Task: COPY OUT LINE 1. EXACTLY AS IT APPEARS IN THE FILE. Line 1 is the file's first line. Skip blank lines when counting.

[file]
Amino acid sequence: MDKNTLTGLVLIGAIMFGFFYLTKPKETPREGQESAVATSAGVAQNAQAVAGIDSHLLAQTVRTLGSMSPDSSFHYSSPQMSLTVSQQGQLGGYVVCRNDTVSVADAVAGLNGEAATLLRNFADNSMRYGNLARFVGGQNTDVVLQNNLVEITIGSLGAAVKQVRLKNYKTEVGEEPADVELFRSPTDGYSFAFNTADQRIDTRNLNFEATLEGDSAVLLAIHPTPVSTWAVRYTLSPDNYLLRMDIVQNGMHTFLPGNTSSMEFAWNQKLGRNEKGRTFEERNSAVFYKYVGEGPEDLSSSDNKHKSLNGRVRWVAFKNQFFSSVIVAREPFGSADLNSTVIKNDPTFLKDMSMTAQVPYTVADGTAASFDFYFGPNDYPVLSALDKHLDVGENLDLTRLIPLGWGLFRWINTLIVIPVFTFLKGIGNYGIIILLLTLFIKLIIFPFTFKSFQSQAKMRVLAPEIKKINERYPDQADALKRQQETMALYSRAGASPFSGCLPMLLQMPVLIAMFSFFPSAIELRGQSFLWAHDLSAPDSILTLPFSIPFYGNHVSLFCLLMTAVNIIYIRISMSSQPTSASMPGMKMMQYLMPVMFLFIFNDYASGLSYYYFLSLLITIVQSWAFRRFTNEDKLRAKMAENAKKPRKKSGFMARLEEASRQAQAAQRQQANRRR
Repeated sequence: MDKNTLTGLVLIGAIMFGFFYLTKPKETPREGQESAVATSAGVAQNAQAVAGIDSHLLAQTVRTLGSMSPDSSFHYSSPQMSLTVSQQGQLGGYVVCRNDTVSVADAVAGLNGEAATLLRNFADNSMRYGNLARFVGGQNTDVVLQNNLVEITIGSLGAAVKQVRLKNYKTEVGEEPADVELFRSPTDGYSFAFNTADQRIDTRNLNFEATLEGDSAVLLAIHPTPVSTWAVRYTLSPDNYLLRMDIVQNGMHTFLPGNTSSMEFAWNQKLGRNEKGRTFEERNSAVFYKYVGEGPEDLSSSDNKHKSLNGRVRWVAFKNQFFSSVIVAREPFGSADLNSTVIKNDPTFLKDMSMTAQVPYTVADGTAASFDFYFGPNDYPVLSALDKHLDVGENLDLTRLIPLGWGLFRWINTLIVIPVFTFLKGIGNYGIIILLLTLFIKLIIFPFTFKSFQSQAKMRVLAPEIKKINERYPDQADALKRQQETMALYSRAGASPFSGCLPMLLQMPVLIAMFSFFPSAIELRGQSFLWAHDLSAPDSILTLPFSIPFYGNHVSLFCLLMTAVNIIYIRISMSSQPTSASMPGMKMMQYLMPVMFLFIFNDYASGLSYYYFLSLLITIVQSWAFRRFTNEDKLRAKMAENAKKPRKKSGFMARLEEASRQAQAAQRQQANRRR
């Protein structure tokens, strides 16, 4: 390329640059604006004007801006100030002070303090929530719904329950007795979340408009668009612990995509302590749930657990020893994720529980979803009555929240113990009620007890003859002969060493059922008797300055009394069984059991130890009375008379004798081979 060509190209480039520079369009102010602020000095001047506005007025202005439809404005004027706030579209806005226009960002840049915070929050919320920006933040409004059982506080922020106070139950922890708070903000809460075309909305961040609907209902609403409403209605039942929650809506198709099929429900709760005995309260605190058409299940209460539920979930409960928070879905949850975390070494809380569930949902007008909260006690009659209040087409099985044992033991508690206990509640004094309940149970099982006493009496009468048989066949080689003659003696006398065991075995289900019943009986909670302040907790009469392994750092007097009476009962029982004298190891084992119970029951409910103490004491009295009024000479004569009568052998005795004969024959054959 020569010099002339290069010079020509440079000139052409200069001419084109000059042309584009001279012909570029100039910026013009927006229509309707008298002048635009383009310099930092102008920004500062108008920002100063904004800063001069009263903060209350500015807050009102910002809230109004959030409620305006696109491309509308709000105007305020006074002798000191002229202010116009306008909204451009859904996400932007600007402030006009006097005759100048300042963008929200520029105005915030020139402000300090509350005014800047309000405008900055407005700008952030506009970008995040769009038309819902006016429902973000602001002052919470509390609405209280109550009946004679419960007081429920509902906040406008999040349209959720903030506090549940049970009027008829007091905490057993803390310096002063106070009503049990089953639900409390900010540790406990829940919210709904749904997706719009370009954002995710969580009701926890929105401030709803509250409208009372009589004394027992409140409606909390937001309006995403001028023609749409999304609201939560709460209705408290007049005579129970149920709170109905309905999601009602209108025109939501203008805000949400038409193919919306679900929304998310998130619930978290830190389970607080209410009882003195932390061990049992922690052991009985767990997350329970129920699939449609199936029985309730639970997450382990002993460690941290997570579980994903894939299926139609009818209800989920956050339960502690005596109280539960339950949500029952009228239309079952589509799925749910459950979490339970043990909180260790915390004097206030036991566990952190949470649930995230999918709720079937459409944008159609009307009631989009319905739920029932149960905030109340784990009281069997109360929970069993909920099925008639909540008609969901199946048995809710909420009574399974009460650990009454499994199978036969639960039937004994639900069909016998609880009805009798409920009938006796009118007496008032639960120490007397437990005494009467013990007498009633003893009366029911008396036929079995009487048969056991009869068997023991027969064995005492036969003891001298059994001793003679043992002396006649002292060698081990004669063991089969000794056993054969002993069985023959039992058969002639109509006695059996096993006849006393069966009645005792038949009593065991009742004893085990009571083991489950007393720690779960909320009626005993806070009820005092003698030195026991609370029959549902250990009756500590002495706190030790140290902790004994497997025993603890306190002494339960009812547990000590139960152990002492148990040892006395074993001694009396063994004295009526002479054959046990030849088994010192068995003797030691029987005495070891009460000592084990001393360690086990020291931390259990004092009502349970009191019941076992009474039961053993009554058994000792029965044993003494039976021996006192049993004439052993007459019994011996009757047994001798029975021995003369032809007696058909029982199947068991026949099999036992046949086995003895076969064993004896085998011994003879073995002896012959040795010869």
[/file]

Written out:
Amino acid sequence: MDKNTLTGLVLIGAIMFGFFYLTKPKETPREGQESAVATSAGVAQNAQAVAGIDSHLLAQTVRTLGSMSPDSSFHYSSPQMSLTVSQQGQLGGYVVCRNDTVSVADAVAGLNGEAATLLRNFADNSMRYGNLARFVGGQNTDVVLQNNLVEITIGSLGAAVKQVRLKNYKTEVGEEPADVELFRSPTDGYSFAFNTADQRIDTRNLNFEATLEGDSAVLLAIHPTPVSTWAVRYTLSPDNYLLRMDIVQNGMHTFLPGNTSSMEFAWNQKLGRNEKGRTFEERNSAVFYKYVGEGPEDLSSSDNKHKSLNGRVRWVAFKNQFFSSVIVAREPFGSADLNSTVIKNDPTFLKDMSMTAQVPYTVADGTAASFDFYFGPNDYPVLSALDKHLDVGENLDLTRLIPLGWGLFRWINTLIVIPVFTFLKGIGNYGIIILLLTLFIKLIIFPFTFKSFQSQAKMRVLAPEIKKINERYPDQADALKRQQETMALYSRAGASPFSGCLPMLLQMPVLIAMFSFFPSAIELRGQSFLWAHDLSAPDSILTLPFSIPFYGNHVSLFCLLMTAVNIIYIRISMSSQPTSASMPGMKMMQYLMPVMFLFIFNDYASGLSYYYFLSLLITIVQSWAFRRFTNEDKLRAKMAENAKKPRKKSGFMARLEEASRQAQAAQRQQANRRR